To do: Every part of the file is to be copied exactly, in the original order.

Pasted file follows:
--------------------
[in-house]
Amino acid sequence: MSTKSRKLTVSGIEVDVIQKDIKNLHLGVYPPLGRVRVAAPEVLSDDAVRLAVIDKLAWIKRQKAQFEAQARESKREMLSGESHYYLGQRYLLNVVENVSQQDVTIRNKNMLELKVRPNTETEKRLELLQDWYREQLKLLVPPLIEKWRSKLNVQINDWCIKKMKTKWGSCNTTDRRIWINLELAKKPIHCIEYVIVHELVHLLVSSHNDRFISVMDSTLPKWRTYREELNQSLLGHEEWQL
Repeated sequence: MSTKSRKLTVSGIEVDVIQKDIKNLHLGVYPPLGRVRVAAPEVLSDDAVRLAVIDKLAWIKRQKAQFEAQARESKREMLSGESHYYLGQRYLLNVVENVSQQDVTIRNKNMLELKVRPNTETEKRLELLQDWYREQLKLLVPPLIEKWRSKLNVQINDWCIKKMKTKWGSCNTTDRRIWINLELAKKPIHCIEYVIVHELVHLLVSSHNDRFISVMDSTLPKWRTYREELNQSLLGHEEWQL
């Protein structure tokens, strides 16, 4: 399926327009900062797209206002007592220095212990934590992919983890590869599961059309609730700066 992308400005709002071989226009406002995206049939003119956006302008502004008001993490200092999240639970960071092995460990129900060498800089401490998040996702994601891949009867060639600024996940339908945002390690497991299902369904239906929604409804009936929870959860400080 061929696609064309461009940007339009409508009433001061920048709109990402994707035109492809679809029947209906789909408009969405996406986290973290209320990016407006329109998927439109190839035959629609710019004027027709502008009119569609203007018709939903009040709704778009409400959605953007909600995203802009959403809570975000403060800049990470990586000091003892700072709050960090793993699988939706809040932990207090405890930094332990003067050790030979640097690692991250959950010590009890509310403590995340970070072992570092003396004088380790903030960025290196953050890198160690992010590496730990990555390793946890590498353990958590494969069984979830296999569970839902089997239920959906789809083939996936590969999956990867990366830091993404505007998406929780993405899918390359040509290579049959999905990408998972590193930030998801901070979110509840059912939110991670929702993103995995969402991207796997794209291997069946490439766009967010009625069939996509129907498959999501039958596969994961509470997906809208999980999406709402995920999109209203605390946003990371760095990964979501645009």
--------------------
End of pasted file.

[in-house]
Amino acid sequence: MSTKSRKLTVSGIEVDVIQKDIKNLHLGVYPPLGRVRVAAPEVLSDDAVRLAVIDKLAWIKRQKAQFEAQARESKREMLSGESHYYLGQRYLLNVVENVSQQDVTIRNKNMLELKVRPNTETEKRLELLQDWYREQLKLLVPPLIEKWRSKLNVQINDWCIKKMKTKWGSCNTTDRRIWINLELAKKPIHCIEYVIVHELVHLLVSSHNDRFISVMDSTLPKWRTYREELNQSLLGHEEWQL
Repeated sequence: MSTKSRKLTVSGIEVDVIQKDIKNLHLGVYPPLGRVRVAAPEVLSDDAVRLAVIDKLAWIKRQKAQFEAQARESKREMLSGESHYYLGQRYLLNVVENVSQQDVTIRNKNMLELKVRPNTETEKRLELLQDWYREQLKLLVPPLIEKWRSKLNVQINDWCIKKMKTKWGSCNTTDRRIWINLELAKKPIHCIEYVIVHELVHLLVSSHNDRFISVMDSTLPKWRTYREELNQSLLGHEEWQL
């Protein structure tokens, strides 16, 4: 399926327009900062797209206002007592220095212990934590992919983890590869599961059309609730700066 992308400005709002071989226009406002995206049939003119956006302008502004008001993490200092999240639970960071092995460990129900060498800089401490998040996702994601891949009867060639600024996940339908945002390690497991299902369904239906929604409804009936929870959860400080 061929696609064309461009940007339009409508009433001061920048709109990402994707035109492809679809029947209906789909408009969405996406986290973290209320990016407006329109998927439109190839035959629609710019004027027709502008009119569609203007018709939903009040709704778009409400959605953007909600995203802009959403809570975000403060800049990470990586000091003892700072709050960090793993699988939706809040932990207090405890930094332990003067050790030979640097690692991250959950010590009890509310403590995340970070072992570092003396004088380790903030960025290196953050890198160690992010590496730990990555390793946890590498353990958590494969069984979830296999569970839902089997239920959906789809083939996936590969999956990867990366830091993404505007998406929780993405899918390359040509290579049959999905990408998972590193930030998801901070979110509840059912939110991670929702993103995995969402991207796997794209291997069946490439766009967010009625069939996509129907498959999501039958596969994961509470997906809208999980999406709402995920999109209203605390946003990371760095990964979501645009």